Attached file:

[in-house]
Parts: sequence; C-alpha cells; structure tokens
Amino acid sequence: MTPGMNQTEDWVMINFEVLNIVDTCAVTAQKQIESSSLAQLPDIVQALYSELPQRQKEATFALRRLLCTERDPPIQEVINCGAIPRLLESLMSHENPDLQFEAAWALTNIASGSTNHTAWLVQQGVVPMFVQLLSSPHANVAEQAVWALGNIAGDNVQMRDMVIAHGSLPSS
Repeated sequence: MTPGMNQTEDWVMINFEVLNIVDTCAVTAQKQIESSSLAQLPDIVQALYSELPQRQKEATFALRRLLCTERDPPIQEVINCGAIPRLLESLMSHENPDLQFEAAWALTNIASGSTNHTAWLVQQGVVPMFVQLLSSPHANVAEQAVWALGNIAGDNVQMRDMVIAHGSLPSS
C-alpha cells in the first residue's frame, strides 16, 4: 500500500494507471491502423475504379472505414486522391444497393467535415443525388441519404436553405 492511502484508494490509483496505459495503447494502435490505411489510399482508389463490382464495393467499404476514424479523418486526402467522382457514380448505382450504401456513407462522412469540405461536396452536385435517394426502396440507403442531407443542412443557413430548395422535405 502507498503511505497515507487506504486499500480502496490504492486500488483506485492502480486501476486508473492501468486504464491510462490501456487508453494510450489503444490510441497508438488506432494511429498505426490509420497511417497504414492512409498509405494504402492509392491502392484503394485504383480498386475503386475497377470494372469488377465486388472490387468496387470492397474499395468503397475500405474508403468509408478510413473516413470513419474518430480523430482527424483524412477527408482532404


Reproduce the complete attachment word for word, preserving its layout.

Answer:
[in-house]
Parts: sequence; C-alpha cells; structure tokens
Amino acid sequence: MTPGMNQTEDWVMINFEVLNIVDTCAVTAQKQIESSSLAQLPDIVQALYSELPQRQKEATFALRRLLCTERDPPIQEVINCGAIPRLLESLMSHENPDLQFEAAWALTNIASGSTNHTAWLVQQGVVPMFVQLLSSPHANVAEQAVWALGNIAGDNVQMRDMVIAHGSLPSS
Repeated sequence: MTPGMNQTEDWVMINFEVLNIVDTCAVTAQKQIESSSLAQLPDIVQALYSELPQRQKEATFALRRLLCTERDPPIQEVINCGAIPRLLESLMSHENPDLQFEAAWALTNIASGSTNHTAWLVQQGVVPMFVQLLSSPHANVAEQAVWALGNIAGDNVQMRDMVIAHGSLPSS
C-alpha cells in the first residue's frame, strides 16, 4: 500500500494507471491502423475504379472505414486522391444497393467535415443525388441519404436553405 492511502484508494490509483496505459495503447494502435490505411489510399482508389463490382464495393467499404476514424479523418486526402467522382457514380448505382450504401456513407462522412469540405461536396452536385435517394426502396440507403442531407443542412443557413430548395422535405 502507498503511505497515507487506504486499500480502496490504492486500488483506485492502480486501476486508473492501468486504464491510462490501456487508453494510450489503444490510441497508438488506432494511429498505426490509420497511417497504414492512409498509405494504402492509392491502392484503394485504383480498386475503386475497377470494372469488377465486388472490387468496387470492397474499395468503397475500405474508403468509408478510413473516413470513419474518430480523430482527424483524412477527408482532404